In another Abu Ghraib related story, President Bush has approved the demotion of Army Reserve General Janis Karpinski, whose unit was in charge during the Abu Ghraib prisoner torture scandal. The Army also said three other, more senior generals had been cleared of wrongdoing in the prisoner abuse cases. That means Karpinski is the only general to be disciplined. She has said publicly that she was not given full authority over Abu Ghraib and that responsibility lies much higher up the chain of command.
Federal Auditors say they cannot account for nearly $100 million in cash marked for Iraqi reconstruction. The money was supposed to be handed out by U.S. workers in shrink-wrapped bricks of new hundred-dollar bills. The cash came from Iraqi oil sales and other local revenues. A criminal investigation into possible fraud in a handful of cases is under way to determine what happened to the money.
This news from Colombia. Over the objections of several lawmakers, the Colombian government has handed over to Washington two US soldiers suspected of trafficking weapons to paramilitaries. Colombian authorities said they found more than 30,000 rounds of ammunition when they arrested the two men at an apartment near Bogota on Tuesday. Hundreds of US soldiers are in Colombia allegedly to help in the fight against drug trafficking. The US refused to identify the two soldiers. The men are expected to be flown to the US in the next few days. A senior Colombian official tried to have their deportation delayed, and asked for further examination of a treaty granting them immunity in Colombia. This is the second such incident in a month.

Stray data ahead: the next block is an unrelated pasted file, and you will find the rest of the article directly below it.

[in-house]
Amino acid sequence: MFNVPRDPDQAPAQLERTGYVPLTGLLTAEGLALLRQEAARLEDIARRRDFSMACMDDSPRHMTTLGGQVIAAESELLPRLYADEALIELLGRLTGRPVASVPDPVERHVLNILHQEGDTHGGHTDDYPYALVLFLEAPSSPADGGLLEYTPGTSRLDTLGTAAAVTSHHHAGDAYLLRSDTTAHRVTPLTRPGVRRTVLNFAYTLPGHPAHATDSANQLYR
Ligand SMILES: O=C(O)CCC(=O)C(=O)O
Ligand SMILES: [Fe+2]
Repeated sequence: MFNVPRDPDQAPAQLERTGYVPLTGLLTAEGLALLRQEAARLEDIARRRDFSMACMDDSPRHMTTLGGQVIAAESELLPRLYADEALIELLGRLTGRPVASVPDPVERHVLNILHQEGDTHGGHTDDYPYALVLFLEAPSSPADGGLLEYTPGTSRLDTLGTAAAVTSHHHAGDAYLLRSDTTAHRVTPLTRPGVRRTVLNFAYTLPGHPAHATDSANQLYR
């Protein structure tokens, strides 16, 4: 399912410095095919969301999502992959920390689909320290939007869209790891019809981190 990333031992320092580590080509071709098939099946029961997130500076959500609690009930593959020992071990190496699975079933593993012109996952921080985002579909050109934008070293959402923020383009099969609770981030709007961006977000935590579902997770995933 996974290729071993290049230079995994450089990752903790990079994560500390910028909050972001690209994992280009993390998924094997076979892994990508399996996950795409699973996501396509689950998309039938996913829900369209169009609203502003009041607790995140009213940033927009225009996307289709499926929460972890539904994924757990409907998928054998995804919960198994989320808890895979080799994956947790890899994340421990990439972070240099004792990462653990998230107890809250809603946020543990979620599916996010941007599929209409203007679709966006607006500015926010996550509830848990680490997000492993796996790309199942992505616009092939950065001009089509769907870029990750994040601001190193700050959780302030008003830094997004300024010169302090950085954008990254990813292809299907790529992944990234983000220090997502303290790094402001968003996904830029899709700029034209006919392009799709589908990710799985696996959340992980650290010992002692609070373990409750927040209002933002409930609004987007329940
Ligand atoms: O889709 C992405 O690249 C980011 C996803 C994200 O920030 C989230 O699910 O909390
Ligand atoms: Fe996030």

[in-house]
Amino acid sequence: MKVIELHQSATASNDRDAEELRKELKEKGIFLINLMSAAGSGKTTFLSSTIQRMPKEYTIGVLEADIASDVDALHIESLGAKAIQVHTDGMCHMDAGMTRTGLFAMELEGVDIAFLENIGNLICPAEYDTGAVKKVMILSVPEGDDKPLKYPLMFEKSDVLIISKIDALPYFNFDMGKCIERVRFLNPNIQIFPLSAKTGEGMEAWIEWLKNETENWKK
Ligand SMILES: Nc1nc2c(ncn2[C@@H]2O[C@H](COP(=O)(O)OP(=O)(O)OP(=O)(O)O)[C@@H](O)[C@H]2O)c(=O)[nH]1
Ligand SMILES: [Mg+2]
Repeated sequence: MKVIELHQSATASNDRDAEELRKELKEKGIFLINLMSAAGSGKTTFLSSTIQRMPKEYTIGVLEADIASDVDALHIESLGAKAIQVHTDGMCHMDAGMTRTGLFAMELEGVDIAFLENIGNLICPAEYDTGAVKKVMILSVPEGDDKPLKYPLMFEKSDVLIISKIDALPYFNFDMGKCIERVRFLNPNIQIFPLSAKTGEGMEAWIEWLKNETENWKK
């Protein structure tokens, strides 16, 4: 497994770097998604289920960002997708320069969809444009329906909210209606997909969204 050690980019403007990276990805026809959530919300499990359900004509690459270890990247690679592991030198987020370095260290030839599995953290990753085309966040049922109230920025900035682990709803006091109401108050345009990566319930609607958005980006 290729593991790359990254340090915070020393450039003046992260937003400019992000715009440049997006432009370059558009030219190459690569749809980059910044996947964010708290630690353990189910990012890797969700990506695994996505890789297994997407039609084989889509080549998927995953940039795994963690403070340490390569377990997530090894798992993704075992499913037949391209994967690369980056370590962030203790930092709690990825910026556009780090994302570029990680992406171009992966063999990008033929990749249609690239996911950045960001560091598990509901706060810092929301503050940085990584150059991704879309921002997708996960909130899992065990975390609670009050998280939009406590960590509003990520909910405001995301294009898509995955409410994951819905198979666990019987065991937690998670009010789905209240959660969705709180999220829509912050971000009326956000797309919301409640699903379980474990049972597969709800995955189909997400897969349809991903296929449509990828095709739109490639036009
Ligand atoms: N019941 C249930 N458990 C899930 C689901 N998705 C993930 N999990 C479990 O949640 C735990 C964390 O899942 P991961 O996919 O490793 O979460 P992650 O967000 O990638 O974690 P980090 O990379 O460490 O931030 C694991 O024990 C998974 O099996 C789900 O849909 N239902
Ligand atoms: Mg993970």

In the West Bank and Gaza, municipal elections were held today in more than 80 cities. Early results show that the Fatah political movement of Mahmoud Abbas was the clear winner. Official results are expected Sunday.
Back in this country, the Food and Drug Administration is about to implement new rules recommending that any man who has had sex with another man in the previous five years be barred from serving as an anonymous sperm donor. The FDA has rejected calls from gay rights groups to scrap the provision, insisting that gay men collectively pose a higher-than-average risk of carrying the AIDS virus. Critics say the FDA should use a screening process that focuses on high-risk sexual behavior by any would-be donor, regardless of sexual orientation.
And finally, in Cuba today, the rock group Audioslave will become the first U.S. band to give an open-air concert on the island. The band was founded by former members of Rage Against the Machine. The group will play on the Anti-Imperialist Stage, which is used by the Cuban government for protests against the U.S. blockade. In the last two years, Washington has cut back visits to Cuba for cultural purposes and denied entry to the United States to Cuban musicians nominated for Grammy awards, including 77-year-old singer Ibrahim Ferrer of the popular Buena Vista Social Club. Audioslave promised Cubans the loudest concert they had ever heard when they perform on Havana’s waterfront.